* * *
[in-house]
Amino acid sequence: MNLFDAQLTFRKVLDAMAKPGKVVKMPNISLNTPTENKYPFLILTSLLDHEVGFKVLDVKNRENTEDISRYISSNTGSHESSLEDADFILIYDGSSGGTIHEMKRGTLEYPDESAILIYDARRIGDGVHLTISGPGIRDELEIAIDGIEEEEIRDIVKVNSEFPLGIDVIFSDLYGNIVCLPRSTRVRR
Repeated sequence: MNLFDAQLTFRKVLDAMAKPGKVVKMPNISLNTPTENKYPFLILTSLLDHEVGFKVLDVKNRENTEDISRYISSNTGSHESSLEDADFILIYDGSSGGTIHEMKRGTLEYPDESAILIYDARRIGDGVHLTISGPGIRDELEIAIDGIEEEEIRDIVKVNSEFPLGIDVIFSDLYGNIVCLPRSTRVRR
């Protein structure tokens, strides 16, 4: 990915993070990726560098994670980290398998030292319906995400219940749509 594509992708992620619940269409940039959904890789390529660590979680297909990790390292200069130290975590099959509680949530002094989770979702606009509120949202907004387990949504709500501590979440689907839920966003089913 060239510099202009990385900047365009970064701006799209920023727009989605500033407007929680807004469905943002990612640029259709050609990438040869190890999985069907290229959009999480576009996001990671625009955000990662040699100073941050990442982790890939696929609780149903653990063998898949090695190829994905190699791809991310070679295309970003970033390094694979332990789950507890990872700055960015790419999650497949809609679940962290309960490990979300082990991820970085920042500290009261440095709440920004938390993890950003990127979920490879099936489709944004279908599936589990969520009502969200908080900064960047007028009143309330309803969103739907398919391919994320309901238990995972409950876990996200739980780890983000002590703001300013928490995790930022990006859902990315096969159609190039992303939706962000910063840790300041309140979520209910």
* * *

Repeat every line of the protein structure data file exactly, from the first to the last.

[in-house]
Amino acid sequence: MNLFDAQLTFRKVLDAMAKPGKVVKMPNISLNTPTENKYPFLILTSLLDHEVGFKVLDVKNRENTEDISRYISSNTGSHESSLEDADFILIYDGSSGGTIHEMKRGTLEYPDESAILIYDARRIGDGVHLTISGPGIRDELEIAIDGIEEEEIRDIVKVNSEFPLGIDVIFSDLYGNIVCLPRSTRVRR
Repeated sequence: MNLFDAQLTFRKVLDAMAKPGKVVKMPNISLNTPTENKYPFLILTSLLDHEVGFKVLDVKNRENTEDISRYISSNTGSHESSLEDADFILIYDGSSGGTIHEMKRGTLEYPDESAILIYDARRIGDGVHLTISGPGIRDELEIAIDGIEEEEIRDIVKVNSEFPLGIDVIFSDLYGNIVCLPRSTRVRR
């Protein structure tokens, strides 16, 4: 990915993070990726560098994670980290398998030292319906995400219940749509 594509992708992620619940269409940039959904890789390529660590979680297909990790390292200069130290975590099959509680949530002094989770979702606009509120949202907004387990949504709500501590979440689907839920966003089913 060239510099202009990385900047365009970064701006799209920023727009989605500033407007929680807004469905943002990612640029259709050609990438040869190890999985069907290229959009999480576009996001990671625009955000990662040699100073941050990442982790890939696929609780149903653990063998898949090695190829994905190699791809991310070679295309970003970033390094694979332990789950507890990872700055960015790419999650497949809609679940962290309960490990979300082990991820970085920042500290009261440095709440920004938390993890950003990127979920490879099936489709944004279908599936589990969520009502969200908080900064960047007028009143309330309803969103739907398919391919994320309901238990995972409950876990996200739980780890983000002590703001300013928490995790930022990006859902990315096969159609190039992303939706962000910063840790300041309140979520209910």